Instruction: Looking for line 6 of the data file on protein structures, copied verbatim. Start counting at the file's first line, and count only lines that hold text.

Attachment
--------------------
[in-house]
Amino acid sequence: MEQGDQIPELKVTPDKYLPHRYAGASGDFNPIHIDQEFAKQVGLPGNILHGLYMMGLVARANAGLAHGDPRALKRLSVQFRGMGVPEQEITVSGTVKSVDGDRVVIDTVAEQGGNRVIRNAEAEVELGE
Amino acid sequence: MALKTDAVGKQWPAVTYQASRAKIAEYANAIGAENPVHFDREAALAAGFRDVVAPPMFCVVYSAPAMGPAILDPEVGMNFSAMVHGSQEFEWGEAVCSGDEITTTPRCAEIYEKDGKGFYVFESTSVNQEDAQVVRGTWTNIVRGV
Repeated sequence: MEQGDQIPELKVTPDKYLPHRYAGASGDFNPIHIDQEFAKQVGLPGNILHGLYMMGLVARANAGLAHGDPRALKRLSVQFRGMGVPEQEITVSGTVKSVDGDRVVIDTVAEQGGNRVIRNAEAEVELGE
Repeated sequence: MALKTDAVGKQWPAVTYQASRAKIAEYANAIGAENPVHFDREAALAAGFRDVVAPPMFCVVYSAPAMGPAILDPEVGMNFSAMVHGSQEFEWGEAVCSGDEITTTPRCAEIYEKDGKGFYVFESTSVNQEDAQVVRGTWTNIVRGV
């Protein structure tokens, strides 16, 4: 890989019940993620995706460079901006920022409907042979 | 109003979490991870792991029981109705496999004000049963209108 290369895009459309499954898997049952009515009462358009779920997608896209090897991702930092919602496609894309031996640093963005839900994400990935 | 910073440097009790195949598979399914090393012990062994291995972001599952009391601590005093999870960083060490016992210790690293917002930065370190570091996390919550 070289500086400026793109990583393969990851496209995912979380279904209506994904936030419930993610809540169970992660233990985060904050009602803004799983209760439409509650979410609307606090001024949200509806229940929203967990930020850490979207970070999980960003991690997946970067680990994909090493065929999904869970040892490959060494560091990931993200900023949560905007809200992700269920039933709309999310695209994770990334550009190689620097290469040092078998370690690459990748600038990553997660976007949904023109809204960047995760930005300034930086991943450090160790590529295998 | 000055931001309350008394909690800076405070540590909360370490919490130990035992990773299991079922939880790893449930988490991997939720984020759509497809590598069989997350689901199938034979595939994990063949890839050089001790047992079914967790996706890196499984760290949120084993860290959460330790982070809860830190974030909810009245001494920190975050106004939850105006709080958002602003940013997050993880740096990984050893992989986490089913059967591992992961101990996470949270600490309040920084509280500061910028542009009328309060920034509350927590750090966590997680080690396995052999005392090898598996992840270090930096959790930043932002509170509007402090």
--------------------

């Protein structure tokens, strides 16, 4: 890989019940993620995706460079901006920022409907042979 | 109003979490991870792991029981109705496999004000049963209108 290369895009459309499954898997049952009515009462358009779920997608896209090897991702930092919602496609894309031996640093963005839900994400990935 | 910073440097009790195949598979399914090393012990062994291995972001599952009391601590005093999870960083060490016992210790690293917002930065370190570091996390919550 070289500086400026793109990583393969990851496209995912979380279904209506994904936030419930993610809540169970992660233990985060904050009602803004799983209760439409509650979410609307606090001024949200509806229940929203967990930020850490979207970070999980960003991690997946970067680990994909090493065929999904869970040892490959060494560091990931993200900023949560905007809200992700269920039933709309999310695209994770990334550009190689620097290469040092078998370690690459990748600038990553997660976007949904023109809204960047995760930005300034930086991943450090160790590529295998 | 000055931001309350008394909690800076405070540590909360370490919490130990035992990773299991079922939880790893449930988490991997939720984020759509497809590598069989997350689901199938034979595939994990063949890839050089001790047992079914967790996706890196499984760290949120084993860290959460330790982070809860830190974030909810009245001494920190975050106004939850105006709080958002602003940013997050993880740096990984050893992989986490089913059967591992992961101990996470949270600490309040920084509280500061910028542009009328309060920034509350927590750090966590997680080690396995052999005392090898598996992840270090930096959790930043932002509170509007402090």